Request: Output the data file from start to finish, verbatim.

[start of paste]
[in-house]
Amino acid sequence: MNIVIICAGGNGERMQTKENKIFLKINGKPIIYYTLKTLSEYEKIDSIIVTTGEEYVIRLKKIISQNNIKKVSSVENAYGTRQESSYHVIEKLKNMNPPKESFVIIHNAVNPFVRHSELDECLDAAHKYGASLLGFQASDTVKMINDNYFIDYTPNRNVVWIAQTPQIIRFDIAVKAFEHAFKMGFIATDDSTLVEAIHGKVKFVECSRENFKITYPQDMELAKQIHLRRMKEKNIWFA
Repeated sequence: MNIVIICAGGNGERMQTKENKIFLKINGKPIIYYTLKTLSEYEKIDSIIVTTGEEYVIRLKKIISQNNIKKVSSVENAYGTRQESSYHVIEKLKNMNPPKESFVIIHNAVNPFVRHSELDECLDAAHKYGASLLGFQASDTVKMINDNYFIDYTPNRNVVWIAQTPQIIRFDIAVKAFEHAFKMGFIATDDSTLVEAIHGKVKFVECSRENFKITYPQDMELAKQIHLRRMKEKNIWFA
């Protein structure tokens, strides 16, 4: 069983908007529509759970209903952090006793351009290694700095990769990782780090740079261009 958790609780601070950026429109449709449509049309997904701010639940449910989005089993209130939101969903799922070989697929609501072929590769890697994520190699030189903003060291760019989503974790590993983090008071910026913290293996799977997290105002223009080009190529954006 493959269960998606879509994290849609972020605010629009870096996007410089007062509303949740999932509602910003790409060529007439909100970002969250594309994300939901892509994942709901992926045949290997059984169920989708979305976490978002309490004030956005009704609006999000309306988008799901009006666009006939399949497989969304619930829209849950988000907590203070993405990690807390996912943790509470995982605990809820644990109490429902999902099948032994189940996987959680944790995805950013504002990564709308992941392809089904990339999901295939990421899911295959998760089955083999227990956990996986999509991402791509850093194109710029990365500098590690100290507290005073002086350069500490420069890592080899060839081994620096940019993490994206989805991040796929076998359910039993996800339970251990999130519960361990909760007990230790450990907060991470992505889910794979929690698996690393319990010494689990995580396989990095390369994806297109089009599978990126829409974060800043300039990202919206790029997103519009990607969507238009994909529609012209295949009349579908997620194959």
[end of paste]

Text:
[in-house]
Amino acid sequence: MNIVIICAGGNGERMQTKENKIFLKINGKPIIYYTLKTLSEYEKIDSIIVTTGEEYVIRLKKIISQNNIKKVSSVENAYGTRQESSYHVIEKLKNMNPPKESFVIIHNAVNPFVRHSELDECLDAAHKYGASLLGFQASDTVKMINDNYFIDYTPNRNVVWIAQTPQIIRFDIAVKAFEHAFKMGFIATDDSTLVEAIHGKVKFVECSRENFKITYPQDMELAKQIHLRRMKEKNIWFA
Repeated sequence: MNIVIICAGGNGERMQTKENKIFLKINGKPIIYYTLKTLSEYEKIDSIIVTTGEEYVIRLKKIISQNNIKKVSSVENAYGTRQESSYHVIEKLKNMNPPKESFVIIHNAVNPFVRHSELDECLDAAHKYGASLLGFQASDTVKMINDNYFIDYTPNRNVVWIAQTPQIIRFDIAVKAFEHAFKMGFIATDDSTLVEAIHGKVKFVECSRENFKITYPQDMELAKQIHLRRMKEKNIWFA
């Protein structure tokens, strides 16, 4: 069983908007529509759970209903952090006793351009290694700095990769990782780090740079261009 958790609780601070950026429109449709449509049309997904701010639940449910989005089993209130939101969903799922070989697929609501072929590769890697994520190699030189903003060291760019989503974790590993983090008071910026913290293996799977997290105002223009080009190529954006 493959269960998606879509994290849609972020605010629009870096996007410089007062509303949740999932509602910003790409060529007439909100970002969250594309994300939901892509994942709901992926045949290997059984169920989708979305976490978002309490004030956005009704609006999000309306988008799901009006666009006939399949497989969304619930829209849950988000907590203070993405990690807390996912943790509470995982605990809820644990109490429902999902099948032994189940996987959680944790995805950013504002990564709308992941392809089904990339999901295939990421899911295959998760089955083999227990956990996986999509991402791509850093194109710029990365500098590690100290507290005073002086350069500490420069890592080899060839081994620096940019993490994206989805991040796929076998359910039993996800339970251990999130519960361990909760007990230790450990907060991470992505889910794979929690698996690393319990010494689990995580396989990095390369994806297109089009599978990126829409974060800043300039990202919206790029997103519009990607969507238009994909529609012209295949009349579908997620194959």